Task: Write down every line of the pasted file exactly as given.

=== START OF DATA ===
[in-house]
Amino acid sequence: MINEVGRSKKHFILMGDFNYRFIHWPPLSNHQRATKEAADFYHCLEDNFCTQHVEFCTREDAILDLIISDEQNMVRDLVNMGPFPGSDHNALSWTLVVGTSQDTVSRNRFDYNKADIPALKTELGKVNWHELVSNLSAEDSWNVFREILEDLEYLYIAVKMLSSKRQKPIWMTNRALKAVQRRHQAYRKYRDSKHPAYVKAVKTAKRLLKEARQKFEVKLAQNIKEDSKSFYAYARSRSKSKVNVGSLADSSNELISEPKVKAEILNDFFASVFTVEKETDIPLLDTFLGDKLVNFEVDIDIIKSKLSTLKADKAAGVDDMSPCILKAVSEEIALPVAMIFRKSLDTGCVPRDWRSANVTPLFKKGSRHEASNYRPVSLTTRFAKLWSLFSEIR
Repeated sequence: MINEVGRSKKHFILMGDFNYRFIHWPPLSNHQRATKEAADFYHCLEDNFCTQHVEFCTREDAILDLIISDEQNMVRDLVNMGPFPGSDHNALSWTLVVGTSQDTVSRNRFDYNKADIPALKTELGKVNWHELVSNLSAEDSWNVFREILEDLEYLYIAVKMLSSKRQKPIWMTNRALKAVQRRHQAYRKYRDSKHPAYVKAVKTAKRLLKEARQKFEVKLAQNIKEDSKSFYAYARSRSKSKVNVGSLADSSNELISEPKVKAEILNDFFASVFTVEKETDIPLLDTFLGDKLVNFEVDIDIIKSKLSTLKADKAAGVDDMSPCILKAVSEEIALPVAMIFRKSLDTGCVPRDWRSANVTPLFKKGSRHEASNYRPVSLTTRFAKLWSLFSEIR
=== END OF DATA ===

[in-house]
Amino acid sequence: MINEVGRSKKHFILMGDFNYRFIHWPPLSNHQRATKEAADFYHCLEDNFCTQHVEFCTREDAILDLIISDEQNMVRDLVNMGPFPGSDHNALSWTLVVGTSQDTVSRNRFDYNKADIPALKTELGKVNWHELVSNLSAEDSWNVFREILEDLEYLYIAVKMLSSKRQKPIWMTNRALKAVQRRHQAYRKYRDSKHPAYVKAVKTAKRLLKEARQKFEVKLAQNIKEDSKSFYAYARSRSKSKVNVGSLADSSNELISEPKVKAEILNDFFASVFTVEKETDIPLLDTFLGDKLVNFEVDIDIIKSKLSTLKADKAAGVDDMSPCILKAVSEEIALPVAMIFRKSLDTGCVPRDWRSANVTPLFKKGSRHEASNYRPVSLTTRFAKLWSLFSEIR
Repeated sequence: MINEVGRSKKHFILMGDFNYRFIHWPPLSNHQRATKEAADFYHCLEDNFCTQHVEFCTREDAILDLIISDEQNMVRDLVNMGPFPGSDHNALSWTLVVGTSQDTVSRNRFDYNKADIPALKTELGKVNWHELVSNLSAEDSWNVFREILEDLEYLYIAVKMLSSKRQKPIWMTNRALKAVQRRHQAYRKYRDSKHPAYVKAVKTAKRLLKEARQKFEVKLAQNIKEDSKSFYAYARSRSKSKVNVGSLADSSNELISEPKVKAEILNDFFASVFTVEKETDIPLLDTFLGDKLVNFEVDIDIIKSKLSTLKADKAAGVDDMSPCILKAVSEEIALPVAMIFRKSLDTGCVPRDWRSANVTPLFKKGSRHEASNYRPVSLTTRFAKLWSLFSEIR